There seems to be a sea change underway, at least in small, initial strokes. Indie games, of course, have been leading the charge. That Dragon, Cancer is an interactive memoir of a family dealing with the gravity of losing a child to a horrific disease. 1979 Revolution: Black Friday is a Telltale-style adventure which explores characters living during the beginning of the Iranian Revolution. And so on. Independent developers telling personal tales and providing unique perspectives isn't new, but as the tools become more ubiquitous and easier to use, those stories will only continue to grow and improve.

Big-budget gaming is a different story - focus testing, market research, and ballooning development costs requiring a return on investment all but guarantee that these games need to appeal to as many people as possible without offending anyone. It's why Deus Ex: Mankind Divided brushes up against many of the issues affecting people in 2016 without actually saying anything about them. There's a lot of talk about 'mechanical apartheid' and oppression and 'augs lives matter' but none of that means anything when your protagonist moves through it all without feeling their effects, or when you realize the story is really about the Illuminati and it ends on a half-assed cliffhanger with no resolution of even rudimentary plotlines. Because it holds no real opinion, there are no stakes, and as such, its message is meaningless.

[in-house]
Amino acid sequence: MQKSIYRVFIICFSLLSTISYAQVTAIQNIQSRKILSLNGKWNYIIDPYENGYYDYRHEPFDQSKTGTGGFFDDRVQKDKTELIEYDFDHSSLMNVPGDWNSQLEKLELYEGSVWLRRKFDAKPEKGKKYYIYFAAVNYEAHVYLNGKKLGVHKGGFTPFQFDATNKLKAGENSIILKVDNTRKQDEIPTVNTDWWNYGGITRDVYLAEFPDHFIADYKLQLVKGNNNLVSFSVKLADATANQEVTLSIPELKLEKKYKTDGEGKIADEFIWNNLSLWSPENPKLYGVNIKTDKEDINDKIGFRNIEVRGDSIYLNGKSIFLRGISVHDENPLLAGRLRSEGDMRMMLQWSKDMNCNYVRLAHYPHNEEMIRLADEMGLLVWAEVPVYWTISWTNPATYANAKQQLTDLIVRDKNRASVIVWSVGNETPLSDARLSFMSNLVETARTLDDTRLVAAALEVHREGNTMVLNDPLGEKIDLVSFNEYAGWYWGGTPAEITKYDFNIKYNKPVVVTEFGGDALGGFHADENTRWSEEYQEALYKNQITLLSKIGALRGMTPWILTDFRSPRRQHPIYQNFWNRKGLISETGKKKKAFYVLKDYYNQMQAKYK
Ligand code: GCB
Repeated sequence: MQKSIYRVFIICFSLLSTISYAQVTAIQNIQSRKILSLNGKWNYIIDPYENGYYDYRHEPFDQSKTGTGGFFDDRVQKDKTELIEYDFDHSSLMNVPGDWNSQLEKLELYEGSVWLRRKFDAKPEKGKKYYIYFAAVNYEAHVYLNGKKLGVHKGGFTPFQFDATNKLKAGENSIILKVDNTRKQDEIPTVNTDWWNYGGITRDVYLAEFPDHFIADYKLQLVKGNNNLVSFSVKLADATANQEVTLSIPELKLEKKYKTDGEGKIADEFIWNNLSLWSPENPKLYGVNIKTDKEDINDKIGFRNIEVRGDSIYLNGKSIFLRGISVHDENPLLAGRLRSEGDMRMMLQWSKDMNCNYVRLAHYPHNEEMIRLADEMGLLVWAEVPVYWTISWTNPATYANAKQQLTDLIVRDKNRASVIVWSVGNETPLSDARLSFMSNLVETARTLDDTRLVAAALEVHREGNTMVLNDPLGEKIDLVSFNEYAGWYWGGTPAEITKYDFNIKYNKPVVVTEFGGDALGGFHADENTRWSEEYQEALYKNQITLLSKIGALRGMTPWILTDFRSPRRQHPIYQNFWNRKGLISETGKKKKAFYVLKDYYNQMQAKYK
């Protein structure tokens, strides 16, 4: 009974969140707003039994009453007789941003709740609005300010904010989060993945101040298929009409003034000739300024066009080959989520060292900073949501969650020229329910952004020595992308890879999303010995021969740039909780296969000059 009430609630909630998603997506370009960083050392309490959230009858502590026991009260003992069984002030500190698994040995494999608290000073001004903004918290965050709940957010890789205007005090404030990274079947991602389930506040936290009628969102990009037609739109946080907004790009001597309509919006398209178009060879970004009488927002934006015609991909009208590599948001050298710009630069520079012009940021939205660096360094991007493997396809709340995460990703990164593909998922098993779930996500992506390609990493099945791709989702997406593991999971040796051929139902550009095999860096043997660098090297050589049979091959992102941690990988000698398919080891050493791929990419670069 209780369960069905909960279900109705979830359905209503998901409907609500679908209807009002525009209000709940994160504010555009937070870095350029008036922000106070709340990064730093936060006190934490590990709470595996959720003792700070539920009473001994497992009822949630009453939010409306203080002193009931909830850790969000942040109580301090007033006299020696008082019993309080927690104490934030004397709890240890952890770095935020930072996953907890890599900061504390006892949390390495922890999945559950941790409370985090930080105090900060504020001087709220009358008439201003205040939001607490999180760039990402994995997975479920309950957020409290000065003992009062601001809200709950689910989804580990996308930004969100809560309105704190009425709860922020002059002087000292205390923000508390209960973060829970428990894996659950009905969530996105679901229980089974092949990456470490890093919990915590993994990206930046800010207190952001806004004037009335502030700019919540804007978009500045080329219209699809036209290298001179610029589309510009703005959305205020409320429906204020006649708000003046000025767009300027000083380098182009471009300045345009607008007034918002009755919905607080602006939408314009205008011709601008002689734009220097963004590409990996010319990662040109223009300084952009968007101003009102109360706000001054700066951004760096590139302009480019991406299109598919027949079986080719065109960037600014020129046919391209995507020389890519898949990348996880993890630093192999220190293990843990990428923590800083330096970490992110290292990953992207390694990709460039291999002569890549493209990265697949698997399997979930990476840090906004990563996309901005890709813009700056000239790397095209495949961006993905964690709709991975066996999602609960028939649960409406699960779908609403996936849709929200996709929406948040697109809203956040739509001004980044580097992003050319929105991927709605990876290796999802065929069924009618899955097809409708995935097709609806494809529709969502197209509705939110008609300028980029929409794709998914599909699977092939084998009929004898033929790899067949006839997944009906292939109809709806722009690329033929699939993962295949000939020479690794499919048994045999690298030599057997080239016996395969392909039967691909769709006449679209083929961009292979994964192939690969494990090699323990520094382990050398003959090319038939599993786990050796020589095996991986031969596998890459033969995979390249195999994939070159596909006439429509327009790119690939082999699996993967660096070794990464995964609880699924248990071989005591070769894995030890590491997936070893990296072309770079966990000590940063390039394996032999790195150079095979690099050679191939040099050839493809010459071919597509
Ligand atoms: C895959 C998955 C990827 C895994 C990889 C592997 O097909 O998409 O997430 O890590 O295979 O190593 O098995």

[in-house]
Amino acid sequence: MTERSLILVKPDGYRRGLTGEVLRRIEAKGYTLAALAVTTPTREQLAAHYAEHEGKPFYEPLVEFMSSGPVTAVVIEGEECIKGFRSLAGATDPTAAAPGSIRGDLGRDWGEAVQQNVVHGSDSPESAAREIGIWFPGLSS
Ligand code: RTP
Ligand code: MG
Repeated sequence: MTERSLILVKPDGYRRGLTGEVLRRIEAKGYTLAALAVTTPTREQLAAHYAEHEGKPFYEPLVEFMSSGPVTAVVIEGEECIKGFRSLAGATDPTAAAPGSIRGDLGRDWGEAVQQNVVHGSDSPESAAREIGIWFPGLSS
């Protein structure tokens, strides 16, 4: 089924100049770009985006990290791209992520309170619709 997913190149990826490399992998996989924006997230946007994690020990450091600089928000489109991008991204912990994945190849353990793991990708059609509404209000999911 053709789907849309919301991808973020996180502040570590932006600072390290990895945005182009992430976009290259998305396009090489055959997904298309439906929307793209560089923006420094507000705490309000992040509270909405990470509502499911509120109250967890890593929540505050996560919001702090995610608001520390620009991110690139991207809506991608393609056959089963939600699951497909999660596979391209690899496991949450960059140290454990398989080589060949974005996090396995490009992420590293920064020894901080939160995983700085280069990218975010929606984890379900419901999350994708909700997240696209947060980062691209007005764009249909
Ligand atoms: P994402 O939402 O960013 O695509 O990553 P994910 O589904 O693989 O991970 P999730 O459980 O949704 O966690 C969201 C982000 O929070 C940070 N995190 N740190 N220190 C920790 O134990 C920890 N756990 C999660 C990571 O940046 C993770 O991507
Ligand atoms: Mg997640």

I was worried that this was it; this was the future of big-budget games, just a lot of talk with no real message or conviction. Then I played Mafia 3. Even with its mechanical issues - of which there are many - Mafia 3 is a game with purpose. As Lincoln Clay, an African American living in a video game version of 1960s New Orleans, you have to navigate a morass of racial slurs and epithets, bodily threats, and a minefield of general awfulness on your path to revenge.

This isn't just conveyed in the story; the racial politics of 1960s Southern America is embedded in its very design. Cops will respond differently in poor, black neighborhoods than they do in more affluent, white neighborhoods - you can hear the disinterest dripping from the police dispatcher's voice when you commit crimes in Mafia 3's opening sections. The part that got me the most was when I walked into bar where I was clearly not welcome. Confederate flags hung on the walls both inside and out, and the second I stepped inside, it was like hearing a record scratch. All eyes were suddenly on me, the bartender drawls out a "Can I help you?", the words 'TRESPASSING' appear in big bold letters on the top of the screen and now I feel like the smallest person in the world. I couldn't get out of there fast enough.